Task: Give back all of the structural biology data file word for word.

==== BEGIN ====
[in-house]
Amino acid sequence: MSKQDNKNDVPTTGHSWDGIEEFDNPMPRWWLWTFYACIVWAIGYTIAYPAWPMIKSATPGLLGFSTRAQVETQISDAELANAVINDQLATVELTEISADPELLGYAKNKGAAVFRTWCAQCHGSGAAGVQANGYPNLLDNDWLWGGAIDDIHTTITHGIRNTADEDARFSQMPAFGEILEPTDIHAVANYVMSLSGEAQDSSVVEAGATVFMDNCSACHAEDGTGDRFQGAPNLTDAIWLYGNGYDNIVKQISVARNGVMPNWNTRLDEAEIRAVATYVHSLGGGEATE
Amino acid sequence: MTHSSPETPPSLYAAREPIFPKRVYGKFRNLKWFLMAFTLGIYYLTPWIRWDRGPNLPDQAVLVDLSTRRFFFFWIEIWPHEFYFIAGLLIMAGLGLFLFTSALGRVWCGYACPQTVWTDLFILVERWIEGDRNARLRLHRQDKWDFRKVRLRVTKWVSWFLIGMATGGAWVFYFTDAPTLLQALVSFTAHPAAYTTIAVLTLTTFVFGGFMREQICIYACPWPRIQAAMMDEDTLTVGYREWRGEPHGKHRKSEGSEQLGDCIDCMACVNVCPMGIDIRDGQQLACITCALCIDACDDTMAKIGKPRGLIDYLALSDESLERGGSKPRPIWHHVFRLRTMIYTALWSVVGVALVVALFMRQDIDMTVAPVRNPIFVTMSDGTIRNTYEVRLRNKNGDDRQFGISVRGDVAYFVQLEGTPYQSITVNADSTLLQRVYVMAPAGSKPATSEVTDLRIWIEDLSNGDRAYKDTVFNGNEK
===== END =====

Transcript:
[in-house]
Amino acid sequence: MSKQDNKNDVPTTGHSWDGIEEFDNPMPRWWLWTFYACIVWAIGYTIAYPAWPMIKSATPGLLGFSTRAQVETQISDAELANAVINDQLATVELTEISADPELLGYAKNKGAAVFRTWCAQCHGSGAAGVQANGYPNLLDNDWLWGGAIDDIHTTITHGIRNTADEDARFSQMPAFGEILEPTDIHAVANYVMSLSGEAQDSSVVEAGATVFMDNCSACHAEDGTGDRFQGAPNLTDAIWLYGNGYDNIVKQISVARNGVMPNWNTRLDEAEIRAVATYVHSLGGGEATE
Amino acid sequence: MTHSSPETPPSLYAAREPIFPKRVYGKFRNLKWFLMAFTLGIYYLTPWIRWDRGPNLPDQAVLVDLSTRRFFFFWIEIWPHEFYFIAGLLIMAGLGLFLFTSALGRVWCGYACPQTVWTDLFILVERWIEGDRNARLRLHRQDKWDFRKVRLRVTKWVSWFLIGMATGGAWVFYFTDAPTLLQALVSFTAHPAAYTTIAVLTLTTFVFGGFMREQICIYACPWPRIQAAMMDEDTLTVGYREWRGEPHGKHRKSEGSEQLGDCIDCMACVNVCPMGIDIRDGQQLACITCALCIDACDDTMAKIGKPRGLIDYLALSDESLERGGSKPRPIWHHVFRLRTMIYTALWSVVGVALVVALFMRQDIDMTVAPVRNPIFVTMSDGTIRNTYEVRLRNKNGDDRQFGISVRGDVAYFVQLEGTPYQSITVNADSTLLQRVYVMAPAGSKPATSEVTDLRIWIEDLSNGDRAYKDTVFNGNEK